[ ] Applicant certification and consent. Make sure each adult household member signs the application and certifies that the information about the proposed household is complete and accurate. And be sure to warn applicants of the penalties for false statements [HUD Handbook 4350.3, par. 4-14(A)(2)].

                HUD also requires you to get each adult household member’s consent to verify the information and to perform background and other screening checks, and to include language about HUD’s privacy and disclosure requirements. Here’s model language you may include in your application which covers certification, consent, and privacy requirements.

Model Language

I understand that the above information is required to determine my eligibility for residency. I certify that all information and answers to the above questions are true and complete to the best of my knowledge. I understand that making false statements about the information in this form is grounds for rejection or termination of my lease. I authorize ABC Apartments to verify the above information and consent to the release of the necessary information to determine my eligibility.

I hereby authorize any person, credit agency, or law enforcement agencies to release information to the owner, managing agent, or other agent contracted by the owner to conduct criminal, credit, or rental history checks.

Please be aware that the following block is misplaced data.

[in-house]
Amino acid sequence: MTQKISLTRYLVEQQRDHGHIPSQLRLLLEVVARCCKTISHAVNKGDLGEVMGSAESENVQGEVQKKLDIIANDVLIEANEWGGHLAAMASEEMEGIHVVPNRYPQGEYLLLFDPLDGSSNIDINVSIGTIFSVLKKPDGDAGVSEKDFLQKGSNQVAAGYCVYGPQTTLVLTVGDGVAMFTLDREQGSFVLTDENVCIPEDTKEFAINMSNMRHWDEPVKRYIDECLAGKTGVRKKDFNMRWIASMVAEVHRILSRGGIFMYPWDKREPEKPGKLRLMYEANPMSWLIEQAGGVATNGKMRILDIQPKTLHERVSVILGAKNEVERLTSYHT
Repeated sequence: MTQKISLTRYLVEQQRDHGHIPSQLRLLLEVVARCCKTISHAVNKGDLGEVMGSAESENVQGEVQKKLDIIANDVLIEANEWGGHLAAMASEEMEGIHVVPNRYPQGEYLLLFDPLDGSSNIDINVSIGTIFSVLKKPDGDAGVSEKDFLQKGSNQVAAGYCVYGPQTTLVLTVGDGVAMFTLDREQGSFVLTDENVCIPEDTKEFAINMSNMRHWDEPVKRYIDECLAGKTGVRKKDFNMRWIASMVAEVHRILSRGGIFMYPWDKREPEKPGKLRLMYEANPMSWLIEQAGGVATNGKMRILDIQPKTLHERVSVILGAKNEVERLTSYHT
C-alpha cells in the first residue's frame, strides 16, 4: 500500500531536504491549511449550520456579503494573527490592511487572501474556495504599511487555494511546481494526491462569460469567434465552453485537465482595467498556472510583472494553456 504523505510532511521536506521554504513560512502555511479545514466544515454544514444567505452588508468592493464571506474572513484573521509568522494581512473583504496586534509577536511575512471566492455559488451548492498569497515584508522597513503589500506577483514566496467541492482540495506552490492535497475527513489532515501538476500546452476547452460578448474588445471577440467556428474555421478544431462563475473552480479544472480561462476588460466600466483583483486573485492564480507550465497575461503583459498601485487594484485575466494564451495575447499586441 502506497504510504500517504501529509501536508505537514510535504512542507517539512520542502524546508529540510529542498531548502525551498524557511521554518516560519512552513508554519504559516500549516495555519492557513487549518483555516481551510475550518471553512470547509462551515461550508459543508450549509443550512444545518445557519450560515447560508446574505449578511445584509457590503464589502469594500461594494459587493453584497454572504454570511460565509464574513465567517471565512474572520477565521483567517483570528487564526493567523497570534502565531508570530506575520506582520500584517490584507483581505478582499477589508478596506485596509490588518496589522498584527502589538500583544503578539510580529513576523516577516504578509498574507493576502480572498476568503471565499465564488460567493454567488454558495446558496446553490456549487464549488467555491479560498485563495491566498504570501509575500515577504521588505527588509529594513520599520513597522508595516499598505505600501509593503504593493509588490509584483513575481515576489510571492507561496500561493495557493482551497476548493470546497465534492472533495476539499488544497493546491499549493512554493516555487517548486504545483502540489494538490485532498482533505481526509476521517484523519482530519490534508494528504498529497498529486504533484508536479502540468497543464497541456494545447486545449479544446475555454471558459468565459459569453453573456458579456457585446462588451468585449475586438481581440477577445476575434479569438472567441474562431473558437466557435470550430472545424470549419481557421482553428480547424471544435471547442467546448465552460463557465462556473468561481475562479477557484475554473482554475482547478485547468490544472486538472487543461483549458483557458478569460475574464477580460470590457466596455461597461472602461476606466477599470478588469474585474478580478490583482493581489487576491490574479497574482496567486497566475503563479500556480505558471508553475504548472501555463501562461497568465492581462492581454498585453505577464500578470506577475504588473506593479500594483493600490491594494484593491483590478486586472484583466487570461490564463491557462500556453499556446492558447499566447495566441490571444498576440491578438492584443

Title 18, Section 1001 of the U.S. Code states that a person is guilty of a felony for knowingly and willingly making false or fraudulent statements to any department of the United States Government. HUD and any owner (or any employee of HUD or the owner) may be subject to penalties for unauthorized disclosures or improper use of information collected based on the consent form. Use of the information collected based on this verification form is restricted to the purposes cited above. Any person who knowingly or willingly requests, obtains, or discloses any information under false pretenses concerning an applicant or participant may be subject to a misdemeanor and fined not more than $5,000. Any applicant or participant affected by negligent disclosure of information may bring civil action for damages, and seek other relief, as may be appropriate, against the officer or employee of HUD or the owner responsible for the unauthorized disclosure or improper use. Penalty provisions for misusing the Social Security numbers are contained in the Social Security Act at 208(a)(6), (7), and (8). Violation of these provisions are cited as violations of 42 U.S.C. 408(a)(6), (7), and (8).

Document Decision on Application